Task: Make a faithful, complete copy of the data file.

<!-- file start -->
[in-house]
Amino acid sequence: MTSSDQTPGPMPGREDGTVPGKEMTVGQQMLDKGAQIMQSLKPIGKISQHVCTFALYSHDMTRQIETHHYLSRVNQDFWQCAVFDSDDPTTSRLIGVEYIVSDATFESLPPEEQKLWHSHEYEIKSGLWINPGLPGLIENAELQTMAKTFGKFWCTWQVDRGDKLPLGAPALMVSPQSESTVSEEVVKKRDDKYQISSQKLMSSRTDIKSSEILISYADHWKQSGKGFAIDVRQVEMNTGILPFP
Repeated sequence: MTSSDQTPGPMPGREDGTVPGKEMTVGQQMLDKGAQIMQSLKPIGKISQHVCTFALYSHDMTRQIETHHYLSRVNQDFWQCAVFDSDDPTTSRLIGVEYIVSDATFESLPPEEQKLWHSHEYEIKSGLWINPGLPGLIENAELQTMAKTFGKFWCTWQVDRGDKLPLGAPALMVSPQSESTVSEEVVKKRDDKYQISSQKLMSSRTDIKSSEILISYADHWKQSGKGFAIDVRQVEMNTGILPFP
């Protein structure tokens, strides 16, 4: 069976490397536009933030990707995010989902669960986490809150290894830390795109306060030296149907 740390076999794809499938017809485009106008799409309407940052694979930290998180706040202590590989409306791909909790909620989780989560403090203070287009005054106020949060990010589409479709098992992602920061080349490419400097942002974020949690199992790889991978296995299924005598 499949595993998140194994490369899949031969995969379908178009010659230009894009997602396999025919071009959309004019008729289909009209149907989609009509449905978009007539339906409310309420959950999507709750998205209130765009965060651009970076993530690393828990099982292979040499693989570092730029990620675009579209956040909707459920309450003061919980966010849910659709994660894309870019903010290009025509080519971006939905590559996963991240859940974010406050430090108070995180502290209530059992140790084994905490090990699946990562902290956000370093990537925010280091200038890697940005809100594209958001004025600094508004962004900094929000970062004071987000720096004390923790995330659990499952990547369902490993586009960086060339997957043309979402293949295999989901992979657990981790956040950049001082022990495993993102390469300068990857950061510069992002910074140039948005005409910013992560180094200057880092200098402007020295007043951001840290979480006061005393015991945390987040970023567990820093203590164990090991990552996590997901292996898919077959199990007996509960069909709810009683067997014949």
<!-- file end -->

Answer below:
[in-house]
Amino acid sequence: MTSSDQTPGPMPGREDGTVPGKEMTVGQQMLDKGAQIMQSLKPIGKISQHVCTFALYSHDMTRQIETHHYLSRVNQDFWQCAVFDSDDPTTSRLIGVEYIVSDATFESLPPEEQKLWHSHEYEIKSGLWINPGLPGLIENAELQTMAKTFGKFWCTWQVDRGDKLPLGAPALMVSPQSESTVSEEVVKKRDDKYQISSQKLMSSRTDIKSSEILISYADHWKQSGKGFAIDVRQVEMNTGILPFP
Repeated sequence: MTSSDQTPGPMPGREDGTVPGKEMTVGQQMLDKGAQIMQSLKPIGKISQHVCTFALYSHDMTRQIETHHYLSRVNQDFWQCAVFDSDDPTTSRLIGVEYIVSDATFESLPPEEQKLWHSHEYEIKSGLWINPGLPGLIENAELQTMAKTFGKFWCTWQVDRGDKLPLGAPALMVSPQSESTVSEEVVKKRDDKYQISSQKLMSSRTDIKSSEILISYADHWKQSGKGFAIDVRQVEMNTGILPFP
């Protein structure tokens, strides 16, 4: 069976490397536009933030990707995010989902669960986490809150290894830390795109306060030296149907 740390076999794809499938017809485009106008799409309407940052694979930290998180706040202590590989409306791909909790909620989780989560403090203070287009005054106020949060990010589409479709098992992602920061080349490419400097942002974020949690199992790889991978296995299924005598 499949595993998140194994490369899949031969995969379908178009010659230009894009997602396999025919071009959309004019008729289909009209149907989609009509449905978009007539339906409310309420959950999507709750998205209130765009965060651009970076993530690393828990099982292979040499693989570092730029990620675009579209956040909707459920309450003061919980966010849910659709994660894309870019903010290009025509080519971006939905590559996963991240859940974010406050430090108070995180502290209530059992140790084994905490090990699946990562902290956000370093990537925010280091200038890697940005809100594209958001004025600094508004962004900094929000970062004071987000720096004390923790995330659990499952990547369902490993586009960086060339997957043309979402293949295999989901992979657990981790956040950049001082022990495993993102390469300068990857950061510069992002910074140039948005005409910013992560180094200057880092200098402007020295007043951001840290979480006061005393015991945390987040970023567990820093203590164990090991990552996590997901292996898919077959199990007996509960069909709810009683067997014949």